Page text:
I fear that the national debate is being too narrowly framed; that race is overshadowing economic class as we seek to address the complex causes and cures for black grievances. A focus on economic class — on the poverty and inequality that affects a majority of white people as well as black people and other minorities — is the political path that offers the most hope.
Baltimore does not have a path to prosperity for the majority of our residents. As a result, we are a bifurcated town — one divided down York Road by a stone wall between haves and have-nots. Over the years, new developments have sprouted in the wealthier areas of our city, while many other citizens tragically live in third-world level despair.
While being ranked 9th in the country for providing the most opportunity for socioeconomic mobility is something for Maryland to be proud of, the celebration needs to be tempered somewhat because opportunity in Maryland, as in the rest of the country, is highly dependent upon one's zip code.
Everyday citizens can bring about an end to world poverty. That's the message being spread by the Laurel chapter of RESULTS, a national network of 110 grassroots citizen lobbies that is marking its 35th anniversary this year.
Archbishop William Lori: People are often surprised to hear that Pope Francis has not altered Church teaching. In fact, he affirms the long-held teachings of the Catholic Church whether speaking about the environment, the poor, caring for migrants, and what he calls the "culture of waste" or affirming traditional marriage, calling for the protection of religious liberty and promoting the sanctity of all human life.
Maryland had the highest median income in the nation last year and one of its lowest poverty rates, but new survey data released Thursday still painted a glum portrait of how the Great Recession continues to reverberate through the economy. Families experienced little increase in incomes last year; more homes were occupied by renters; fewer people were working or looking for work; and the birth rate continued to decline.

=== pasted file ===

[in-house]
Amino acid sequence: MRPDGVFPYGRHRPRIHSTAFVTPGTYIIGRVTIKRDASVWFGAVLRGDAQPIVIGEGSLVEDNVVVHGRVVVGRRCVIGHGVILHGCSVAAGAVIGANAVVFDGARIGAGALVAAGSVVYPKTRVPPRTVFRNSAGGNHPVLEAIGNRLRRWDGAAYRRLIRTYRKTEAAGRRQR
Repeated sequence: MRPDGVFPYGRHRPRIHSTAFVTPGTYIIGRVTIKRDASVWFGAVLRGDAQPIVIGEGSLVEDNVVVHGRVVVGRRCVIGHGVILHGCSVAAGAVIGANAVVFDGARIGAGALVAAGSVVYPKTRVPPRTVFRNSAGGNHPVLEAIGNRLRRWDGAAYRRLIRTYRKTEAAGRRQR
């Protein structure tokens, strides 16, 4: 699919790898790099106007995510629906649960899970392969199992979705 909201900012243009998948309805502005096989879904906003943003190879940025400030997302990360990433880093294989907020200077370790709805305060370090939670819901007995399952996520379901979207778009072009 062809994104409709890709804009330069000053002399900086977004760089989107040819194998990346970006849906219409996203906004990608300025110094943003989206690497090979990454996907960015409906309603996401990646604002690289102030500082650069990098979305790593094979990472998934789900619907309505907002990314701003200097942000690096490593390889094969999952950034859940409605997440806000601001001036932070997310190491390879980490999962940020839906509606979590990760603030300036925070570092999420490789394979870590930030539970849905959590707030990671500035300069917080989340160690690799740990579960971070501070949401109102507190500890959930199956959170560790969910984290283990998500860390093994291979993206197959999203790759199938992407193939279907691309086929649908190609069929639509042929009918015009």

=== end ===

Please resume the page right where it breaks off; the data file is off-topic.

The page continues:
As the numbers of low-income families continue to grow, having increased from 4.5 percent in 2010 to 5.4 percent in 2014, Carlson has united the "Howard Seven" rotary clubs to draw support for the private nonprofit organization's Summer Enrichment Program, providing health, nutrition and educational services to children ages 3 to 5, as well as enhancing cognitive, social and emotional development.
According to a report on the postsecondary outcomes of Howard County public school graduates from the Class of '07 through the Class of '13, students who received free or reduced meals were 20 percent less likely to attend college than other students.
Responding to a sense of social inequity that boiled over in poor Baltimore neighborhoods following the death of Freddie Gray in police custody in April, area hospitals want to hire 1,000 extra entry-level workers to clean the floors and transport patients, as well as counsel addicts and guide people into health insurance.